One of the bottles bears a glass seal with the crest of the Legge family – ancestors of George Washington, the first US President.

The Legge family crest was a forerunner to the Stars and Stripes flag.

There were also some unopened bottles, with wine still inside, offering opportunities for future research.

Pictured, one of the glass bottles found with the wreck, which also bears a seal with the crest of the Legge family, ancestors of George Washington, the first US President

Pictured, one of the glass bottles found with the wreck, which also bears a seal with the crest of the Legge family, ancestors of George Washington, the first US President

Photo issued by Norfolk Historic Shipwrecks shows a close-up of the crest of the Legge family. The Legge family crest was a forerunner to the Stars and Stripes flag

Photo issued by Norfolk Historic Shipwrecks shows a close-up of the crest of the Legge family. The Legge family crest was a forerunner to the Stars and Stripes flag

Next year’s exhibition, entitled ‘The Last Voyage of the Gloucester: Norfolk’s Royal Shipwreck’, will display finds from the wreck and share ongoing historical, scientific and archaeological research.

Ultimately, researchers want to shed more light on the identity and lives of those who sadly lost their lives.  

‘A tragedy of considerable proportions in terms of loss of life, both privileged and ordinary, the full story of the Gloucester’s last voyage and the impact of its aftermath needs re-telling, including its cultural and political importance, and legacy,’ Professor Jowitt said. 

‘We will also try to establish who else died and tell their stories, as the identities of a fraction of the victims are currently known.’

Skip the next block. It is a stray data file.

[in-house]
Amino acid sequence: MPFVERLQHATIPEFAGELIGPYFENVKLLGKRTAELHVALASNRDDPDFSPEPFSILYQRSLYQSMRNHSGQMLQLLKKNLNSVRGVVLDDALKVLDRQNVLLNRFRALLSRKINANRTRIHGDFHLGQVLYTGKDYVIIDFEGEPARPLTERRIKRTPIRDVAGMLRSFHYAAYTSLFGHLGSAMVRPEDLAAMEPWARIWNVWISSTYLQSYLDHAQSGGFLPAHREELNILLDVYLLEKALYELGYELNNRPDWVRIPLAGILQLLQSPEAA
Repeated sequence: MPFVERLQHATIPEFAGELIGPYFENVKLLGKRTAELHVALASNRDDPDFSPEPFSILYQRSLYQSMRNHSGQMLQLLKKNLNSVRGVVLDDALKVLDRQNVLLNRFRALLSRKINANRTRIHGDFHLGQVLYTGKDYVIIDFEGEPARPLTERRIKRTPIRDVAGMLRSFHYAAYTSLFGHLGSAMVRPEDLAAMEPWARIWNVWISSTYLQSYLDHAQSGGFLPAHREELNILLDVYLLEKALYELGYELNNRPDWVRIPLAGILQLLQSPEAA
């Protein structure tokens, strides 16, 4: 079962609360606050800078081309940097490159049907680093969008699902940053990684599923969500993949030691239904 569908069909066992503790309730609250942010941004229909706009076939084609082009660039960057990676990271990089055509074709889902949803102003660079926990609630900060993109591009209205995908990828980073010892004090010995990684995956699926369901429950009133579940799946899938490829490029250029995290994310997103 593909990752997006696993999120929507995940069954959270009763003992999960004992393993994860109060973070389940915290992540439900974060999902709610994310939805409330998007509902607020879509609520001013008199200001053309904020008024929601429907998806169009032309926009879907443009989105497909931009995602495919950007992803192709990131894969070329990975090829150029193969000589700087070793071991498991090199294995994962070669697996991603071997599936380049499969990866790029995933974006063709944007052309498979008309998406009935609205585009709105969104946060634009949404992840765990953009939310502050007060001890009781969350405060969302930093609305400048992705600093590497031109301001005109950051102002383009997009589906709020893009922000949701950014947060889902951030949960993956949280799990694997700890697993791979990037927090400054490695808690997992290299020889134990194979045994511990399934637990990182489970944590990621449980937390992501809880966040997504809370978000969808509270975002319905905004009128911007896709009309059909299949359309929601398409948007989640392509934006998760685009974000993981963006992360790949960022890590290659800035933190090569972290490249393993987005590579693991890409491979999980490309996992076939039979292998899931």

HOW COULD BRITISH HISTORY HAVE BEEN DIFFERENT IF JAMES HAD DIED ON HMS GLOUCESTER? 

At the time of the sinking of HMS Gloucester, Charles II was on the throne. His brother James, Duke of York, was next in line for the throne. 

If James had drowned in 1682, British history would probably have looked very different. Charles II’s illegitimate son – James Scott, the Duke of Monmouth – may very well have inherited the throne on his father’s death in 1685.

The Glorious Revolution of November 1688, which created a new type of state and contributed greatly to the modern world, would not have happened. 

Or perhaps in 1685 another civil war might have ensued between those who supported the claim of King Charles’s illegitimate Protestant son, Monmouth, against the claims of the Duke of York’s legitimate Protestant daughter Mary and her foreign husband William of Orange (a difficult choice for patriotic Protestant Englishmen since William controlled his wife politically). 

At the time of the disaster in 1682, there were political and religious tensions surrounding James. 

James’ Catholicism became widely known after the introduction of the Test Act in February 1673, where those refusing to take an oath denouncing the Catholic belief in transubstantiation were debarred from holding public office. 

In June, James was forced to resign his position as Lord High Admiral, and his marriage in September 1673 to the Catholic Princess Mary of Modena indicated to his Protestant countrymen his enduring commitment to the Roman faith.

Protestants suspected that Mary was determined to affect the conversion of England, making her and her husband unpopular. 

James’ Catholicism provoked a major constitutional crisis between 1678-81 when a group of English Protestants called the Country Party, later termed the Whigs, attempted to exclude James from inheriting the throne, fearing that a Catholic king would be the puppet of the French Catholic king, Louis XIV.

There were a number of conspiracies, where it was widely believed that there were plots to murder Charles II and replace him with his Catholic brother. 

Most prominently the so-called Popish Plot (1678) provoked mass hysteria. As a result, James was increasingly vilified and, fearing the overthrow of his own rule, Charles II ordered James and his family to reside first in the Hague and then Scotland, where he mainly remained from 1679-82. 

James II, thought as largely responsible for the sinking of HMS Gloucester and resulting loss of life, has also been condemned in the modern day for his links with the slave trade.

Source: University of East Anglia